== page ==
Rangers sweat on licence application decision
A violence-hit sports club is expected to learn today if the Liquor Licensing Authority has approved its application to keep selling alcohol.
Representatives from Southampton Rangers Sports Club claimed that its executive took steps to curb antisocial behaviour and was focused on community activities.
However, during a hearing of more than five hours with the LLA yesterday, police raised concerns about some of the club's patrons — whom they said had gang links — and its security cameras.
Shannon Dyer, a senior associate at Walkers Bermuda appearing on behalf of the club, said that for the past 55 years the venue had never been refused a liquor licence or imposed with conditions.
He explained: “We really want to highlight that it's more than just a bar; it's a very thriving and active community club.”
Mr Dyer said that over the past two years, 13 people had been served with ban letters.
He told the hearing that activities hosted by the club included a weekly seniors' night, a Good Friday family fun day, a children's Christmas party and a back-to-school event.
Mr Dyer said: “This all has to get paid in some way and I think the problem is the impact of losing their liquor licence would just be fundamentally drastic and not proportionate with the steps they've taken to try to address the issues the club is currently being faced with.”
He added that at a liquor licensing hearing last year it was recommended that the club banned troublemakers, kept working with police and security firms and closed earlier on Sundays, all of which had happened.
Marc Daniels, the new LLA chairman, said the board had received a list of 21 serious incidents at Southampton Rangers dated from June 2017 to April 7, this year.
He pointed out that they covered a range of times and days of the week.
However, Jason Wade, the club's president, said: “I can appreciate that Southampton Rangers has incidents but if we're going to be clear on these incidents, I feel that some of those were put in there to add weight to the submission.”
He also said that in response to previous recommendations from the police, the club had added new fencing and a system of 16 security cameras, although Mr Wade admitted one did not work.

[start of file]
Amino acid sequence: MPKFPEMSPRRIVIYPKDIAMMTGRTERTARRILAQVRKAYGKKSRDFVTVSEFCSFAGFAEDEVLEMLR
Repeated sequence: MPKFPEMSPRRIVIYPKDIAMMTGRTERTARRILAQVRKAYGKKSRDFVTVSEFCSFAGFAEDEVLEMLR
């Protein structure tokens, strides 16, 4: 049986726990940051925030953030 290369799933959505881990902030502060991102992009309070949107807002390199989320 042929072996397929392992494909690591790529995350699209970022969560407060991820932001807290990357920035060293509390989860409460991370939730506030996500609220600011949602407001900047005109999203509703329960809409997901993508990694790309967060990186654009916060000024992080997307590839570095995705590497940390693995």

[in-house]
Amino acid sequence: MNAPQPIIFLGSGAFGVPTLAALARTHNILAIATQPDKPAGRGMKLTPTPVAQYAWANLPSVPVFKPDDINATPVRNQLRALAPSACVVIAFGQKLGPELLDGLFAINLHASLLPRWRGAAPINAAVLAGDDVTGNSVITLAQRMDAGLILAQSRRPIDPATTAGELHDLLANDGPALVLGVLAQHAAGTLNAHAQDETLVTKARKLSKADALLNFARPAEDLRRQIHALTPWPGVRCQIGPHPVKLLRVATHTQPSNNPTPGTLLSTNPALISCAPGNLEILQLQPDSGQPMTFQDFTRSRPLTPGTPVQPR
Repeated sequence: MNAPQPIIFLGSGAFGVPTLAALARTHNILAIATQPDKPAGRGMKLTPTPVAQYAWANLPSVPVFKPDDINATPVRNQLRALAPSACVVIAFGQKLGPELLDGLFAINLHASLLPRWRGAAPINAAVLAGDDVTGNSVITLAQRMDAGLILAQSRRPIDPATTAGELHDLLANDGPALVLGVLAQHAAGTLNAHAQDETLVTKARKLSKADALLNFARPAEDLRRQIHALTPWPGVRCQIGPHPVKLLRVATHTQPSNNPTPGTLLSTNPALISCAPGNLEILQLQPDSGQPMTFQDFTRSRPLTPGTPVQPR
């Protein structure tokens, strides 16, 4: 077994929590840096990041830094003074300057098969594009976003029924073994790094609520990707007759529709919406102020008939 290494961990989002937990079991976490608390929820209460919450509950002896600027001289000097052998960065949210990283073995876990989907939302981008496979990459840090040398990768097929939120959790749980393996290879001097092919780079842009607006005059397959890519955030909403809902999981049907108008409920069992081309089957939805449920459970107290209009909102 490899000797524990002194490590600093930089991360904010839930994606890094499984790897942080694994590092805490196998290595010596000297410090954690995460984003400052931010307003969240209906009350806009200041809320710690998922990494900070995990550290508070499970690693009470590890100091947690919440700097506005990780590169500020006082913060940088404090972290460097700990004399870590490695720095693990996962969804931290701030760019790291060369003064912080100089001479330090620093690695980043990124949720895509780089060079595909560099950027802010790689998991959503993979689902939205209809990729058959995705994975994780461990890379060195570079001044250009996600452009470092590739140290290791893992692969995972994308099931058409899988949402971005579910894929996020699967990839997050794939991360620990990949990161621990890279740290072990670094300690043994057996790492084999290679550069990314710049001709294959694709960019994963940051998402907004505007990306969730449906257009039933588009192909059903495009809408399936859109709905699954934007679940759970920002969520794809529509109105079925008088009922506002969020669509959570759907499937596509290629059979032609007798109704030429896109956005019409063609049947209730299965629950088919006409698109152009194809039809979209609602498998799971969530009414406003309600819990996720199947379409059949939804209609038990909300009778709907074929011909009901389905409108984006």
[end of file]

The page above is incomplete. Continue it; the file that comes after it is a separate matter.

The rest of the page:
The president said the club's future activities were expected to include a programme to help young people with employment résumés.
He added: “It would be remiss of me not to bring up that we have two vibrant local sports that we play at the club and those teams consist of a lot of young players who are future influential members of our community.”
Brian Myrie, from the Attorney-General's Chambers acting on behalf of the police, said: “The police do not want to see the club closed.
“However, public safety must be the police's primary concern.”
He claimed the club had not done everything in its power to stem antisocial incidents.
Detective Constable Courtney Simmons explained that she tried to access CCTV camera footage from Southampton Rangers the day after a reported assault in 2017 but that any images from the time of the incident were already cleared.
Mr Wade said footage was now kept for ten days.
Constable Simmons said that footage from earlier this year was “fuzzy” and that filming of part of the club's bar area was blocked by a wall.
Acting Inspector Alex Rollin pointed out that Southampton Rangers did not “promote itself as a club house for a gang” but it was known that some individuals who drank there who had “enveloped themselves in a gang lifestyle”.
He added later: “People that are attending the club are known gang members and their associates are attending the club with them, and sometimes their associates are from rival gangs.”
Ms Myrie said that licence conditions agreed by both the police and the club were that alcohol would be sold only in plastic cups and that all events would be staffed by security officers.
The lawyer added that stipulations proposed by the police, which were not agreed by Southampton Rangers, included the restriction of alcohol sales to match days.
He said the club also disagreed with introducing a “beer and wine only” policy, but there was “flexibility” from the police on that suggestion.
Mr Daniels said a decision would be issued in writing today.